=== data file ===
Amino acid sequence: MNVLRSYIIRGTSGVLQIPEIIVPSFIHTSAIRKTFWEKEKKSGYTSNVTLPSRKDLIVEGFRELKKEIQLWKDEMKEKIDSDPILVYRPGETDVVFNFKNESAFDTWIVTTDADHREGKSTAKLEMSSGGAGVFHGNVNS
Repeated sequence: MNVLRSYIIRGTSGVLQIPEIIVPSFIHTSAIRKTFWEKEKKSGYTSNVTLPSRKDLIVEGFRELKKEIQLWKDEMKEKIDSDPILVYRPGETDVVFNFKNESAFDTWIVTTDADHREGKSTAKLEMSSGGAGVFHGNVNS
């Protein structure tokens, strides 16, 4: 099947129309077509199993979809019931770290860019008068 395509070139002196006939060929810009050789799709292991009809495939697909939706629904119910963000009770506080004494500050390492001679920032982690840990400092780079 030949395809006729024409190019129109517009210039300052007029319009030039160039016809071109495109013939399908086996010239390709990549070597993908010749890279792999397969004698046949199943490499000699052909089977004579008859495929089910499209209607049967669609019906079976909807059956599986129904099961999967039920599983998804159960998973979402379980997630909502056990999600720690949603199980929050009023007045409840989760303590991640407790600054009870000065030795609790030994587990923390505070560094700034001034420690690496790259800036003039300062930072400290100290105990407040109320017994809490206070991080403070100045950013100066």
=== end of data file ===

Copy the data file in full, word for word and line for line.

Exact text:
Amino acid sequence: MNVLRSYIIRGTSGVLQIPEIIVPSFIHTSAIRKTFWEKEKKSGYTSNVTLPSRKDLIVEGFRELKKEIQLWKDEMKEKIDSDPILVYRPGETDVVFNFKNESAFDTWIVTTDADHREGKSTAKLEMSSGGAGVFHGNVNS
Repeated sequence: MNVLRSYIIRGTSGVLQIPEIIVPSFIHTSAIRKTFWEKEKKSGYTSNVTLPSRKDLIVEGFRELKKEIQLWKDEMKEKIDSDPILVYRPGETDVVFNFKNESAFDTWIVTTDADHREGKSTAKLEMSSGGAGVFHGNVNS
């Protein structure tokens, strides 16, 4: 099947129309077509199993979809019931770290860019008068 395509070139002196006939060929810009050789799709292991009809495939697909939706629904119910963000009770506080004494500050390492001679920032982690840990400092780079 030949395809006729024409190019129109517009210039300052007029319009030039160039016809071109495109013939399908086996010239390709990549070597993908010749890279792999397969004698046949199943490499000699052909089977004579008859495929089910499209209607049967669609019906079976909807059956599986129904099961999967039920599983998804159960998973979402379980997630909502056990999600720690949603199980929050009023007045409840989760303590991640407790600054009870000065030795609790030994587990923390505070560094700034001034420690690496790259800036003039300062930072400290100290105990407040109320017994809490206070991080403070100045950013100066």